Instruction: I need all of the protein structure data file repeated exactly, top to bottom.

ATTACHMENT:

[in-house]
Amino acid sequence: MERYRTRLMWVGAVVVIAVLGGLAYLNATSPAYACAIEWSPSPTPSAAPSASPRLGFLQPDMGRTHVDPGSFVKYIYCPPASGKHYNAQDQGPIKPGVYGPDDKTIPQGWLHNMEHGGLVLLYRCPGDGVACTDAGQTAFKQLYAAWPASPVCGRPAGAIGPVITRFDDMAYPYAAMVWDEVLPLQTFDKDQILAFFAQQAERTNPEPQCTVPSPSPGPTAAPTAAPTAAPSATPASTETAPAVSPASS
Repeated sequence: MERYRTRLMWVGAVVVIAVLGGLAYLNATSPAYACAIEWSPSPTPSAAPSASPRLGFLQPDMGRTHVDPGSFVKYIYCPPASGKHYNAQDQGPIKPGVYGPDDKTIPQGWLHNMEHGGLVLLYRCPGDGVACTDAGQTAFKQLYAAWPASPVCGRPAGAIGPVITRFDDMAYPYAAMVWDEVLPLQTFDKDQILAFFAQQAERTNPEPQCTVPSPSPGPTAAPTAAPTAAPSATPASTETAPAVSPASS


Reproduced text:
[in-house]
Amino acid sequence: MERYRTRLMWVGAVVVIAVLGGLAYLNATSPAYACAIEWSPSPTPSAAPSASPRLGFLQPDMGRTHVDPGSFVKYIYCPPASGKHYNAQDQGPIKPGVYGPDDKTIPQGWLHNMEHGGLVLLYRCPGDGVACTDAGQTAFKQLYAAWPASPVCGRPAGAIGPVITRFDDMAYPYAAMVWDEVLPLQTFDKDQILAFFAQQAERTNPEPQCTVPSPSPGPTAAPTAAPTAAPSATPASTETAPAVSPASS
Repeated sequence: MERYRTRLMWVGAVVVIAVLGGLAYLNATSPAYACAIEWSPSPTPSAAPSASPRLGFLQPDMGRTHVDPGSFVKYIYCPPASGKHYNAQDQGPIKPGVYGPDDKTIPQGWLHNMEHGGLVLLYRCPGDGVACTDAGQTAFKQLYAAWPASPVCGRPAGAIGPVITRFDDMAYPYAAMVWDEVLPLQTFDKDQILAFFAQQAERTNPEPQCTVPSPSPGPTAAPTAAPTAAPSATPASTETAPAVSPASS